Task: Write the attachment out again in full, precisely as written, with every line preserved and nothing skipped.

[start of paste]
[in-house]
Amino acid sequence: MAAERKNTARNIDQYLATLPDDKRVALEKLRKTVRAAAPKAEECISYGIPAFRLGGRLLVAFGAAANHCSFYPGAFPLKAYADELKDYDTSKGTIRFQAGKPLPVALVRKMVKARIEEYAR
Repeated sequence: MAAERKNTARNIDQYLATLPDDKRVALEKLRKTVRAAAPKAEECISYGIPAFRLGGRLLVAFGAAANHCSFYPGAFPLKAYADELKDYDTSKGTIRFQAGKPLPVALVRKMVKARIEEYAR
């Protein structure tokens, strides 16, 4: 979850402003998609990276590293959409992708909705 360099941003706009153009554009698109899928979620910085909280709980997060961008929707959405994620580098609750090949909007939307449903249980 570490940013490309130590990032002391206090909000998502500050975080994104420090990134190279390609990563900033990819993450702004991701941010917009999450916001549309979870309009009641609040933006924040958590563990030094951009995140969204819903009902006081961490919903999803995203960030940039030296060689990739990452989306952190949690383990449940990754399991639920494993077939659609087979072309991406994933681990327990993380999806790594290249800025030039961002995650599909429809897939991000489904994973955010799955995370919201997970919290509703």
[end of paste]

[in-house]
Amino acid sequence: MAAERKNTARNIDQYLATLPDDKRVALEKLRKTVRAAAPKAEECISYGIPAFRLGGRLLVAFGAAANHCSFYPGAFPLKAYADELKDYDTSKGTIRFQAGKPLPVALVRKMVKARIEEYAR
Repeated sequence: MAAERKNTARNIDQYLATLPDDKRVALEKLRKTVRAAAPKAEECISYGIPAFRLGGRLLVAFGAAANHCSFYPGAFPLKAYADELKDYDTSKGTIRFQAGKPLPVALVRKMVKARIEEYAR
């Protein structure tokens, strides 16, 4: 979850402003998609990276590293959409992708909705 360099941003706009153009554009698109899928979620910085909280709980997060961008929707959405994620580098609750090949909007939307449903249980 570490940013490309130590990032002391206090909000998502500050975080994104420090990134190279390609990563900033990819993450702004991701941010917009999450916001549309979870309009009641609040933006924040958590563990030094951009995140969204819903009902006081961490919903999803995203960030940039030296060689990739990452989306952190949690383990449940990754399991639920494993077939659609087979072309991406994933681990327990993380999806790594290249800025030039961002995650599909429809897939991000489904994973955010799955995370919201997970919290509703």